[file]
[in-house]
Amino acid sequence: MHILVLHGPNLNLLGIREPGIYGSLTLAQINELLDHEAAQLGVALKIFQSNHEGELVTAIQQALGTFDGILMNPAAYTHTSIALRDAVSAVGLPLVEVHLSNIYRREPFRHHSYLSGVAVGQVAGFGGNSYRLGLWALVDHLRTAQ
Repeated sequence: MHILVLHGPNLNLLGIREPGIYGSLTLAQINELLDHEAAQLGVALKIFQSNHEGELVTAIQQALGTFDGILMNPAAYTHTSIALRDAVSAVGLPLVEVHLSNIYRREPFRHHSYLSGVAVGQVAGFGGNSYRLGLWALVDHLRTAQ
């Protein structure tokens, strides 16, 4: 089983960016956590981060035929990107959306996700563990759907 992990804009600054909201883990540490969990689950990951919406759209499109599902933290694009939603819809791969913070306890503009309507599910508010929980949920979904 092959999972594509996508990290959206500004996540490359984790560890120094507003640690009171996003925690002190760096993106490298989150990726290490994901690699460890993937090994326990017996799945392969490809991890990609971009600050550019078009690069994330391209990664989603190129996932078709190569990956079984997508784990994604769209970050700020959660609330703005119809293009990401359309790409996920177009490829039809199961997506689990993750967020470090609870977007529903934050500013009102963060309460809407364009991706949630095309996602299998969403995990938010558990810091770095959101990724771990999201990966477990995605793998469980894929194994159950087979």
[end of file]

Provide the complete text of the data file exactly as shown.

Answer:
[in-house]
Amino acid sequence: MHILVLHGPNLNLLGIREPGIYGSLTLAQINELLDHEAAQLGVALKIFQSNHEGELVTAIQQALGTFDGILMNPAAYTHTSIALRDAVSAVGLPLVEVHLSNIYRREPFRHHSYLSGVAVGQVAGFGGNSYRLGLWALVDHLRTAQ
Repeated sequence: MHILVLHGPNLNLLGIREPGIYGSLTLAQINELLDHEAAQLGVALKIFQSNHEGELVTAIQQALGTFDGILMNPAAYTHTSIALRDAVSAVGLPLVEVHLSNIYRREPFRHHSYLSGVAVGQVAGFGGNSYRLGLWALVDHLRTAQ
């Protein structure tokens, strides 16, 4: 089983960016956590981060035929990107959306996700563990759907 992990804009600054909201883990540490969990689950990951919406759209499109599902933290694009939603819809791969913070306890503009309507599910508010929980949920979904 092959999972594509996508990290959206500004996540490359984790560890120094507003640690009171996003925690002190760096993106490298989150990726290490994901690699460890993937090994326990017996799945392969490809991890990609971009600050550019078009690069994330391209990664989603190129996932078709190569990956079984997508784990994604769209970050700020959660609330703005119809293009990401359309790409996920177009490829039809199961997506689990993750967020470090609870977007529903934050500013009102963060309460809407364009991706949630095309996602299998969403995990938010558990810091770095959101990724771990999201990966477990995605793998469980894929194994159950087979």